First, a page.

I’ve fallen a bit behind on blog posts about notable security updates (I was counting on August to be the slowest month this year work-wise, but so far it’s actually been the busiest!). Recently, Apple released a series of important patches that I haven’t covered here, so it’s probably easiest to mention them all in one fell swoop.

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1
Jul 10

Top Apps Largely Forgo Windows Security Protections

Many of the most widely used third-party software applications for Microsoft Windows do not take advantage of two major lines of defense built into the operating system that can help block attacks from hackers and viruses, according to research released today.

Attackers usually craft software exploits so that they write data or programs to very specific, static sections in the operating system’s memory. To counter this, Microsoft introduced with Windows Vista (and Windows 7) a feature called address space layout randomization or ASLR, which constantly moves these memory points to different positions. Another defensive feature called data execution prevention (DEP) — first introduced with Windows XP Service Pack 2 back in 2004 — attempts to make it so that even if an attacker succeeds in guessing the location of the memory point they’re seeking, the code placed there will not execute or run.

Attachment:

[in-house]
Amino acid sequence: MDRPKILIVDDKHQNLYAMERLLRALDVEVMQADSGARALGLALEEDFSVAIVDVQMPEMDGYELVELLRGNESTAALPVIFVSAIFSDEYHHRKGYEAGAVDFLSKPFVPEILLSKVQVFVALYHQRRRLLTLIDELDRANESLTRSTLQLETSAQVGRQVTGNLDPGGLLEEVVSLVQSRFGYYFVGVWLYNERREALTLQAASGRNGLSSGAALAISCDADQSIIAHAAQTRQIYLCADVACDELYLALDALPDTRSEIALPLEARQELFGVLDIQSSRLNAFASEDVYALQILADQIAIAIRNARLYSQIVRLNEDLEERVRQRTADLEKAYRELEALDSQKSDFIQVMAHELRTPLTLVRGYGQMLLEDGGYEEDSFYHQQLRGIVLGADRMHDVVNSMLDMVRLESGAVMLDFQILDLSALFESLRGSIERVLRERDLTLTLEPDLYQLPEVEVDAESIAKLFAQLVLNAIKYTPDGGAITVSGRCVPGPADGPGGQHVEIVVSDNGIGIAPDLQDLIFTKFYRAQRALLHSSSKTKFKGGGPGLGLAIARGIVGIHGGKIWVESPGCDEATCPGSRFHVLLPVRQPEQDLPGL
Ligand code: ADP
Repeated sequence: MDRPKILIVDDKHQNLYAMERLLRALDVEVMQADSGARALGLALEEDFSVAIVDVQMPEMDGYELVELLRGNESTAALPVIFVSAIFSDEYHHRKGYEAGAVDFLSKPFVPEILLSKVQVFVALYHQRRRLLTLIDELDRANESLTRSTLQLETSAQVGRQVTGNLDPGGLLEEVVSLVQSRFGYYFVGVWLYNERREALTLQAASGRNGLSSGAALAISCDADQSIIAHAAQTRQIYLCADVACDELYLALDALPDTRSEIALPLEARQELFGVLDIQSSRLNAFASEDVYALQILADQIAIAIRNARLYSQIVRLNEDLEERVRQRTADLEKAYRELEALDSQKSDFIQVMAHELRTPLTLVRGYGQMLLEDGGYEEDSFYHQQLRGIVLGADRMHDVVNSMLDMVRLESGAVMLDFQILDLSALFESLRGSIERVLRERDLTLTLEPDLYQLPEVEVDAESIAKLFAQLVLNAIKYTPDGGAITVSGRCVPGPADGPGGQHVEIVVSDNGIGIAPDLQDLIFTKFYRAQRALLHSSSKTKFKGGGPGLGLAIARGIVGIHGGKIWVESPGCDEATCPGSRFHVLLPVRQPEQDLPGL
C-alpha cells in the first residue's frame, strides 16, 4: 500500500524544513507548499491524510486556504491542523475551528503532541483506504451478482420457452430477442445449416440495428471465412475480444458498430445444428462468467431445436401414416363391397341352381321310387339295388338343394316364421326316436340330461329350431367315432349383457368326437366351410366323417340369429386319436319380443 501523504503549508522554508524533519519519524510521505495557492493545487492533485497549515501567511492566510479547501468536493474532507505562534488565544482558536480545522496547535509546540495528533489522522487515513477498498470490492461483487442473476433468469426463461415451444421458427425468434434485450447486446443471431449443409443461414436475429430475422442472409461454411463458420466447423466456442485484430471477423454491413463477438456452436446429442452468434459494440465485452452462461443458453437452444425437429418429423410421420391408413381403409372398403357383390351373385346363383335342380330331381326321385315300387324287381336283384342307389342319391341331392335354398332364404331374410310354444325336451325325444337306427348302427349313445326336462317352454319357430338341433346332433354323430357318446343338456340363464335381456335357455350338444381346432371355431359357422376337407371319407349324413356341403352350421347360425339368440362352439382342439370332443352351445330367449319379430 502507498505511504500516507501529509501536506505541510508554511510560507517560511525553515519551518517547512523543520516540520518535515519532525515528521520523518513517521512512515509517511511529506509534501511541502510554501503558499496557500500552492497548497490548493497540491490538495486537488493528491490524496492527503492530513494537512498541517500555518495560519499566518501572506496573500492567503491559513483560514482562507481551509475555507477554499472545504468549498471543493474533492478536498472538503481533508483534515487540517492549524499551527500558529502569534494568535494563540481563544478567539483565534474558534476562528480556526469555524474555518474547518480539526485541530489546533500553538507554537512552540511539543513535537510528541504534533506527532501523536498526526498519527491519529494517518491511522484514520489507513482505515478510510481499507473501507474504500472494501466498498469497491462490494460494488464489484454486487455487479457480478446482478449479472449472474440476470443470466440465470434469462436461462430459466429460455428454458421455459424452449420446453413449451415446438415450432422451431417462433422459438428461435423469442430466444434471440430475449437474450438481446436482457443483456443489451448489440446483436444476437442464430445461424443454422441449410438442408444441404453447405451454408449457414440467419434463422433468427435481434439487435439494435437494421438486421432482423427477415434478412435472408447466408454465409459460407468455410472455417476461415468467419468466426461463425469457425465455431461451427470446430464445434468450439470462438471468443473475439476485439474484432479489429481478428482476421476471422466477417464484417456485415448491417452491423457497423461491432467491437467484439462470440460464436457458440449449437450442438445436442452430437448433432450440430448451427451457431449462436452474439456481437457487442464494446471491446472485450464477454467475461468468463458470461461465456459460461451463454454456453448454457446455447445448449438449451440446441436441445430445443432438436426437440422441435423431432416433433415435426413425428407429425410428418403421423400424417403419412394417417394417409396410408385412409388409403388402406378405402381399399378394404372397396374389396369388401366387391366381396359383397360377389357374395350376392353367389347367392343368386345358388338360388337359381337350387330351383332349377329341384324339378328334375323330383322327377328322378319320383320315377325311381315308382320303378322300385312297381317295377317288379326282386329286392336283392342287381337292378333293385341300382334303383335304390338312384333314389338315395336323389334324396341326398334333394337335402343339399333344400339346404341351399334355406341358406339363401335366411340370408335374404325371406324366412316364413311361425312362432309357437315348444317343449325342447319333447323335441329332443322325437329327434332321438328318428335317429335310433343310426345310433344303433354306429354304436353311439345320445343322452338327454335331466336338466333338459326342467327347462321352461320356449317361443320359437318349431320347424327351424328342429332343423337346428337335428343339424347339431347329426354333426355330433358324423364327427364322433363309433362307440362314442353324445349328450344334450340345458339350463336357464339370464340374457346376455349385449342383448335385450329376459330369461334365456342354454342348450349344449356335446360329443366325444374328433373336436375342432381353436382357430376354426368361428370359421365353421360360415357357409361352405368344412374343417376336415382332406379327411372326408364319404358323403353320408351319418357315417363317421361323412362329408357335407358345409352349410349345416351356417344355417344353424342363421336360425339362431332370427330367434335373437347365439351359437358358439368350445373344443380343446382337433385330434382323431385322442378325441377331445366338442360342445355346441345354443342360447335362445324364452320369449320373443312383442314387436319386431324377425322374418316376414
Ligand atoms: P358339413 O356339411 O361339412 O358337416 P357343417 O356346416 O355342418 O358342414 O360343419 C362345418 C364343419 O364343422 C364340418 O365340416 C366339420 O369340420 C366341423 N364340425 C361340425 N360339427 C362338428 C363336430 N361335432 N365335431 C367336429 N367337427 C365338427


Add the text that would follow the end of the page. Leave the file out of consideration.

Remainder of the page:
These protections are available to any applications built to run on top of the operation system. But according to a new analysis by software vulnerability management firm Secunia, half of the third party apps they looked at fail to leverage either feature.

As indicated by the chart to the right, Secunia found that at least 50 percent of the applications examined — including Apple Quicktime, Foxit Reader, Google Picasa, Java, OpenOffice.org, RealPlayer, VideoLAN VLC Player, and AOL‘s Winamp — still do not invoke either DEP or ASLR. Secunia said DEP adoption has been slow and uneven between operating system versions, and that ASLR support is improperly implemented by nearly all vendors.